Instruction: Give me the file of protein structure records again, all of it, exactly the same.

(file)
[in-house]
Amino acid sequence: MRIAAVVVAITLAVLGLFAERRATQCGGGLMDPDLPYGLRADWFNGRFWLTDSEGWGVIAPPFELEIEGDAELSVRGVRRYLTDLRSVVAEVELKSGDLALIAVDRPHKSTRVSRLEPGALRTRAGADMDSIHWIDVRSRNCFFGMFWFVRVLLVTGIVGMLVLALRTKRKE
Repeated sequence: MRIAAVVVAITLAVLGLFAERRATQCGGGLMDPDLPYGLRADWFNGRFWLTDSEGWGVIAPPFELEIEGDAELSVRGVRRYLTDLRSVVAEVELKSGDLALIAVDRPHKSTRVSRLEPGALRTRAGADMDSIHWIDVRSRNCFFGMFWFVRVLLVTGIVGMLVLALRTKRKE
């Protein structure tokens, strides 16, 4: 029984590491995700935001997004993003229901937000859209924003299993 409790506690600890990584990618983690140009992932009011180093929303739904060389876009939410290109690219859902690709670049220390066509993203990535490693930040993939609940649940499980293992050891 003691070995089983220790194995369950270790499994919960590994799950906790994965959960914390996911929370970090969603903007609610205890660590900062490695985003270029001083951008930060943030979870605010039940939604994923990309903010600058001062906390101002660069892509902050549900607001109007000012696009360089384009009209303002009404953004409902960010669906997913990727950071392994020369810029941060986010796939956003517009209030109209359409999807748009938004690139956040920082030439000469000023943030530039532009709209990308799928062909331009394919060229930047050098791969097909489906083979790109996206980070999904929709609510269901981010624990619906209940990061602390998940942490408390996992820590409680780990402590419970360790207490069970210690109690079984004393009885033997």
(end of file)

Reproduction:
[in-house]
Amino acid sequence: MRIAAVVVAITLAVLGLFAERRATQCGGGLMDPDLPYGLRADWFNGRFWLTDSEGWGVIAPPFELEIEGDAELSVRGVRRYLTDLRSVVAEVELKSGDLALIAVDRPHKSTRVSRLEPGALRTRAGADMDSIHWIDVRSRNCFFGMFWFVRVLLVTGIVGMLVLALRTKRKE
Repeated sequence: MRIAAVVVAITLAVLGLFAERRATQCGGGLMDPDLPYGLRADWFNGRFWLTDSEGWGVIAPPFELEIEGDAELSVRGVRRYLTDLRSVVAEVELKSGDLALIAVDRPHKSTRVSRLEPGALRTRAGADMDSIHWIDVRSRNCFFGMFWFVRVLLVTGIVGMLVLALRTKRKE
């Protein structure tokens, strides 16, 4: 029984590491995700935001997004993003229901937000859209924003299993 409790506690600890990584990618983690140009992932009011180093929303739904060389876009939410290109690219859902690709670049220390066509993203990535490693930040993939609940649940499980293992050891 003691070995089983220790194995369950270790499994919960590994799950906790994965959960914390996911929370970090969603903007609610205890660590900062490695985003270029001083951008930060943030979870605010039940939604994923990309903010600058001062906390101002660069892509902050549900607001109007000012696009360089384009009209303002009404953004409902960010669906997913990727950071392994020369810029941060986010796939956003517009209030109209359409999807748009938004690139956040920082030439000469000023943030530039532009709209990308799928062909331009394919060229930047050098791969097909489906083979790109996206980070999904929709609510269901981010624990619906209940990061602390998940942490408390996992820590409680780990402590419970360790207490069970210690109690079984004393009885033997």